Generations of Jewelers: The 100-year Legacy of The Arrowhead

The Arrowhead

By, Matthew Kincanon

For Dyaami Lewis, being a silversmith is more than a profession, it’s a family tradition. He is the 4th generation of jewelers carrying on traditions and techniques that have been handed down through his family.

So where does the name The Arrowhead come from? According to Dyaami, his great grandfather, Alvin Concho Lewis, had a birthmark on his right leg that looked like an arrowhead. Also, he said his dad, Greg Lewis’s, Indian name is Histiani, which means “Arrowhead.”

Alvin established The Arrowhead trademark in 1922 when he was 14-years-old and learned his silversmith techniques from an uncle. Alvin was not just an Acoma silversmith, he was also a chauffer, babysitter and shopkeeper at Candelerio Curio Shop with Julius Gaines in Santa Fe, New Mexico during the late 1930s and early 40s. In 1941, when World War II broke out, he moved to the California Bay area to build ships for the war department.

All that time while he was doing these jobs, Alvin made jewelry in an extra space in his home until retirement in 1962. The following year, he opened The Arrowhead storefront.

Fast-forward to 1965, a preteen Greg (Alvin’s grandson) ran away from home to see his grandfather and arrived at the shop excited. Greg asked Alvin if he thinks he could make jewelry.

According to Dyaami, he responded, “Thinking about it isn’t going to get you anywhere. You see that broom, sweep the shop floor. And does your mom know where you are?”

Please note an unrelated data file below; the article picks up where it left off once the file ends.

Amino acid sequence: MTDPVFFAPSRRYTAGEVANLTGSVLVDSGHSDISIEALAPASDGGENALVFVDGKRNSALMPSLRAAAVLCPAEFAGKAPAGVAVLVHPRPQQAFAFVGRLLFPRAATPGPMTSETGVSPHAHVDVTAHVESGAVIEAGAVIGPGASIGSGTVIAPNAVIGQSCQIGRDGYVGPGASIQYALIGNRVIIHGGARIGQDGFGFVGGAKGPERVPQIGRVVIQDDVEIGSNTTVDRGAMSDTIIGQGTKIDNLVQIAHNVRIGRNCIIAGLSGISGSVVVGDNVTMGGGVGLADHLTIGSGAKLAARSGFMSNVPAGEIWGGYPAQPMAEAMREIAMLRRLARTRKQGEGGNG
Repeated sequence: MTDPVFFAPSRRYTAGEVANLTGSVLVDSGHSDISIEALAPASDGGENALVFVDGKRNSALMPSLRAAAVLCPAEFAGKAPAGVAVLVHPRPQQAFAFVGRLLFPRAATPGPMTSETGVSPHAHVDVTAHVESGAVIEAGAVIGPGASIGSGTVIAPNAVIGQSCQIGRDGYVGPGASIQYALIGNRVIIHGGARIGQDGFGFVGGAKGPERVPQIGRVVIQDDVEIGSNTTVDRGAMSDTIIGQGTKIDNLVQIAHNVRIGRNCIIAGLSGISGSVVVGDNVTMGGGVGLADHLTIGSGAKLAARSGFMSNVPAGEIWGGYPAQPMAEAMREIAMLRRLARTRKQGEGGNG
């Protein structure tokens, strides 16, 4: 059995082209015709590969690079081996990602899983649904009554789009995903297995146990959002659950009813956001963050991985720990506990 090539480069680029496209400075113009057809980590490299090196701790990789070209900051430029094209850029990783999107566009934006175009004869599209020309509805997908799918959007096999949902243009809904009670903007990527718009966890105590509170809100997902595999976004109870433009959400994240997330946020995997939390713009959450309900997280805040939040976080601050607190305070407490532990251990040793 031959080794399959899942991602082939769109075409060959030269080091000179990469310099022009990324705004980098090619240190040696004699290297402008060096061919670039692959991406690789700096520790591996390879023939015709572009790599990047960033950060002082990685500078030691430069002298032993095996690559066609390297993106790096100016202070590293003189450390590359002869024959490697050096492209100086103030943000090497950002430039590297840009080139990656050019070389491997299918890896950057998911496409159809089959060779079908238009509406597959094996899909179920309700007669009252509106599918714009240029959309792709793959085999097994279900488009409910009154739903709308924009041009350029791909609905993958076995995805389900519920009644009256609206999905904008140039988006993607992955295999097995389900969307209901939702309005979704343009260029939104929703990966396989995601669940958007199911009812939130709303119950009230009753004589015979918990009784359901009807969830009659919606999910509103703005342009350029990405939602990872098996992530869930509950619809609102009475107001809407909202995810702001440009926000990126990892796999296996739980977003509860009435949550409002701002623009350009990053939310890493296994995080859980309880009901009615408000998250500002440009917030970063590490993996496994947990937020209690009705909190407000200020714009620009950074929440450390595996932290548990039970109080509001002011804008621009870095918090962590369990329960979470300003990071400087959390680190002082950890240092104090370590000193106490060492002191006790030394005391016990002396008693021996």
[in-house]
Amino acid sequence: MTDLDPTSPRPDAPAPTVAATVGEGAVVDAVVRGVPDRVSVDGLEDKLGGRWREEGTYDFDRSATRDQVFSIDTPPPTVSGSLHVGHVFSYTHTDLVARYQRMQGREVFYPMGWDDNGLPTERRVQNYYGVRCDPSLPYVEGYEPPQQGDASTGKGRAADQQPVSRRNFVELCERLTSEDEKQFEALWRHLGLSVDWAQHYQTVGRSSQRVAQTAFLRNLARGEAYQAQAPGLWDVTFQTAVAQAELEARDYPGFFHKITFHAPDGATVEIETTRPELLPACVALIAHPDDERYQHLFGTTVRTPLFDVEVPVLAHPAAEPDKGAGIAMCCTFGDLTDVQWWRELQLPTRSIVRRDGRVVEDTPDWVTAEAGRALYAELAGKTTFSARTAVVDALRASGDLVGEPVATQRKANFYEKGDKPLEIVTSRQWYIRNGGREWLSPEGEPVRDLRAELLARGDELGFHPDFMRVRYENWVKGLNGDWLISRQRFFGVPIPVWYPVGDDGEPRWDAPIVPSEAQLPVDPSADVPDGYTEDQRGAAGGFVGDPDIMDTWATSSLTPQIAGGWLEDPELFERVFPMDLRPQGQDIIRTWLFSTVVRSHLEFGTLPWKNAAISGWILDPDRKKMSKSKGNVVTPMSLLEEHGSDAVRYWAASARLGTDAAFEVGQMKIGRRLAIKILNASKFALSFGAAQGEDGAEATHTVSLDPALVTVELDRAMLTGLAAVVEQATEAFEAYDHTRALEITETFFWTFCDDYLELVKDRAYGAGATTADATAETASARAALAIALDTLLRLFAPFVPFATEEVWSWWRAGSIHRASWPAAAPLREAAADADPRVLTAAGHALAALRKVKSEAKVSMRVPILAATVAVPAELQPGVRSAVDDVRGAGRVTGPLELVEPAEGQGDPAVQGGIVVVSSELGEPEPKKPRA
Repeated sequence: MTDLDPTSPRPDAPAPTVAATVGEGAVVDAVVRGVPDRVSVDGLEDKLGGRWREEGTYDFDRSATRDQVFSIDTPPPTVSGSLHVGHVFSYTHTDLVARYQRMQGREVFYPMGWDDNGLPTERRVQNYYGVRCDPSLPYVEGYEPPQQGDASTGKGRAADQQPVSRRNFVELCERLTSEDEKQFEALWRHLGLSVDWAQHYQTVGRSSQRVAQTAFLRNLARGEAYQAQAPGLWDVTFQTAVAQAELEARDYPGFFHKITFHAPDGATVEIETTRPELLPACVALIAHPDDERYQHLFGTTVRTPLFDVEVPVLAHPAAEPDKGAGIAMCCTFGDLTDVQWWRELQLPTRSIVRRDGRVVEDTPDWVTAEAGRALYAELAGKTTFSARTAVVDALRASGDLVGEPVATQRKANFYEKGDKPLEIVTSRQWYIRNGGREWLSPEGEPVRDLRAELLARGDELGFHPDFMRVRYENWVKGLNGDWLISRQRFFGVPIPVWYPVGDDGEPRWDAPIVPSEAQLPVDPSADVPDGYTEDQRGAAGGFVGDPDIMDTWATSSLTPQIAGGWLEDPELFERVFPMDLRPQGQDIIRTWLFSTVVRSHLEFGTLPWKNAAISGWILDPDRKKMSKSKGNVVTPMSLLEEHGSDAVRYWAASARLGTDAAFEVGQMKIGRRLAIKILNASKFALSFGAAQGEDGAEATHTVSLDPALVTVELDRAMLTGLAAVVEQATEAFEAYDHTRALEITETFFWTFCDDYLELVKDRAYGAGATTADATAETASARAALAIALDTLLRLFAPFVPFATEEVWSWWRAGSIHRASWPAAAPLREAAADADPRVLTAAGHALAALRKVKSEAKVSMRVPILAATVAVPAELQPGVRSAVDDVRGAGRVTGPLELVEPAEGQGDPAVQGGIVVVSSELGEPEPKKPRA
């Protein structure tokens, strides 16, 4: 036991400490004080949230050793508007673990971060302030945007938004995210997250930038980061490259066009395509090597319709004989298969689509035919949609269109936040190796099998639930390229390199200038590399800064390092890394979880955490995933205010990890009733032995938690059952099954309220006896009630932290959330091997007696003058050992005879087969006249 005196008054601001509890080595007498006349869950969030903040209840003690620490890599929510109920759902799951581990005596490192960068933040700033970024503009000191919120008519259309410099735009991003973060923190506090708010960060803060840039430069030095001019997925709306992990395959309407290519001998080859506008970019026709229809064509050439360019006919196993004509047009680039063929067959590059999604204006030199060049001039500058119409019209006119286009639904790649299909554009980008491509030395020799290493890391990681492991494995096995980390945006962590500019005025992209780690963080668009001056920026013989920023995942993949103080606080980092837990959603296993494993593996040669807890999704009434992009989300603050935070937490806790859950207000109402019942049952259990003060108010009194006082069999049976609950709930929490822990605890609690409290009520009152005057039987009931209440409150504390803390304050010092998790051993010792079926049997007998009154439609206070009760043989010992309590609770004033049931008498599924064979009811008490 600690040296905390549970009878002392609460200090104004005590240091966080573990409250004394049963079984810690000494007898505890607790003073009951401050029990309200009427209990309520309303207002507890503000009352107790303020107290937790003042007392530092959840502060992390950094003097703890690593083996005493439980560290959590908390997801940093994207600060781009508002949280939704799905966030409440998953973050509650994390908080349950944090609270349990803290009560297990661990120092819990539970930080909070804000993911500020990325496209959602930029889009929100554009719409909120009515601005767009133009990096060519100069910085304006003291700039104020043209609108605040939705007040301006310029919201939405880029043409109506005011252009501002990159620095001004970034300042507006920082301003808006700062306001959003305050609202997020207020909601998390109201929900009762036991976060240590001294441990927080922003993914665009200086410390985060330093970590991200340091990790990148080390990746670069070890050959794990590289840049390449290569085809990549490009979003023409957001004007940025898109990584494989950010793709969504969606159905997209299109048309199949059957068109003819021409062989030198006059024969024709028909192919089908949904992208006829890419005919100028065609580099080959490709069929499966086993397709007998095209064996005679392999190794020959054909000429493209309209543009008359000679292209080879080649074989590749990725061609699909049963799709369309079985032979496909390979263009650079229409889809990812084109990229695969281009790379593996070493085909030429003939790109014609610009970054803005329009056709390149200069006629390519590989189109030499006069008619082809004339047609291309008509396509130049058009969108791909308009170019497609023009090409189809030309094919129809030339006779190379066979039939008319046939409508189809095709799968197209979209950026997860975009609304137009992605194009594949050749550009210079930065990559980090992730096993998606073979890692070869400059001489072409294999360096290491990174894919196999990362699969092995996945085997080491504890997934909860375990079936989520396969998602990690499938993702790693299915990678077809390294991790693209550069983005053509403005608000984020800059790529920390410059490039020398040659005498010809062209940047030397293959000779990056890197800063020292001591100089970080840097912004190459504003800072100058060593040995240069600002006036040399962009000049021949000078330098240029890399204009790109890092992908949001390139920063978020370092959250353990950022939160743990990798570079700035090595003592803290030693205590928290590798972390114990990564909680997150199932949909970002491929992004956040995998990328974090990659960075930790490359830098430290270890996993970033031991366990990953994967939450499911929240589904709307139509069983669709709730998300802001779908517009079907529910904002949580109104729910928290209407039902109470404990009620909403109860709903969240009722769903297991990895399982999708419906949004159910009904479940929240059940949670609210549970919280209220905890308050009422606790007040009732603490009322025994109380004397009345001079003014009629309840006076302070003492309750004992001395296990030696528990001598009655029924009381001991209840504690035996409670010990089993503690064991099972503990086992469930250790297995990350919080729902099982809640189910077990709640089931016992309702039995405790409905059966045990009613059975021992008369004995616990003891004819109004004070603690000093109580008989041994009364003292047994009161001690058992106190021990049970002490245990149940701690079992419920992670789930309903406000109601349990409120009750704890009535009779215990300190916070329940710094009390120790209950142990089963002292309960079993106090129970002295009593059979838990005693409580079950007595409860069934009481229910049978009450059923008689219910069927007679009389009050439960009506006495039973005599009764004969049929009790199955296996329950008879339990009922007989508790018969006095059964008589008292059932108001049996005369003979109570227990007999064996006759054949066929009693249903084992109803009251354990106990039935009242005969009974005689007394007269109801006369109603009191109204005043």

To which Greg replied no and his grandfather sent him home because Alvin didn’t want to get in trouble. So the story goes.

When Greg was 15 he enrolled in a metal shop class which allowed him to do work study across the California Bay everyday. Greg then tucked himself right under his grandfather’s wing and began the trade. The two then made jewelry together throughout the 60s and 70s.

Greg Lewis with his son, Dyaami Lewis

The shop stayed in California until 1979 when the shop was moved. Currently, the shop operates in Paguate, New Mexico.

Dyaami started his apprenticeship as a silversmith in 1988 when he was 8-years-old, a year before Alvin passed away. He then started working for his dad full-time from 2001 to 2017 when his dad had a stroke.

For the next four years, Dyaami became his dad’s caregiver and did his best to keep him close. However, it hurt Greg to not be able to create jewelry. He died in December of 2021.

Dyaami is now working to fulfill his destiny. He’s sharing his family’s story and having a grand reopening. He is hoping to find a student to take under his wing and carry the trade.

He gives a special thanks to his family: mom, Su, Dwight, Lucien, Estevan, Krysta, Marea, Loera, Noel, Nick and Zia the Dogg. Without them, he said none of this would be possible today.

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